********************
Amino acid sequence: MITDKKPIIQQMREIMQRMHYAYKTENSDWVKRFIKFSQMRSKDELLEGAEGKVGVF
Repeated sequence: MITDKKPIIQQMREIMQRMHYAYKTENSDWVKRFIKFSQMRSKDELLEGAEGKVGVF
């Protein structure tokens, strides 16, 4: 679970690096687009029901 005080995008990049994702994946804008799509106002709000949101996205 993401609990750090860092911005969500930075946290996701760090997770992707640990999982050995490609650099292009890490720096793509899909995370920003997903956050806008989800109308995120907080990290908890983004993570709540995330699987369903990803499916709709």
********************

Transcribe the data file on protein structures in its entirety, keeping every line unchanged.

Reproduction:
Amino acid sequence: MITDKKPIIQQMREIMQRMHYAYKTENSDWVKRFIKFSQMRSKDELLEGAEGKVGVF
Repeated sequence: MITDKKPIIQQMREIMQRMHYAYKTENSDWVKRFIKFSQMRSKDELLEGAEGKVGVF
């Protein structure tokens, strides 16, 4: 679970690096687009029901 005080995008990049994702994946804008799509106002709000949101996205 993401609990750090860092911005969500930075946290996701760090997770992707640990999982050995490609650099292009890490720096793509899909995370920003997903956050806008989800109308995120907080990290908890983004993570709540995330699987369903990803499916709709």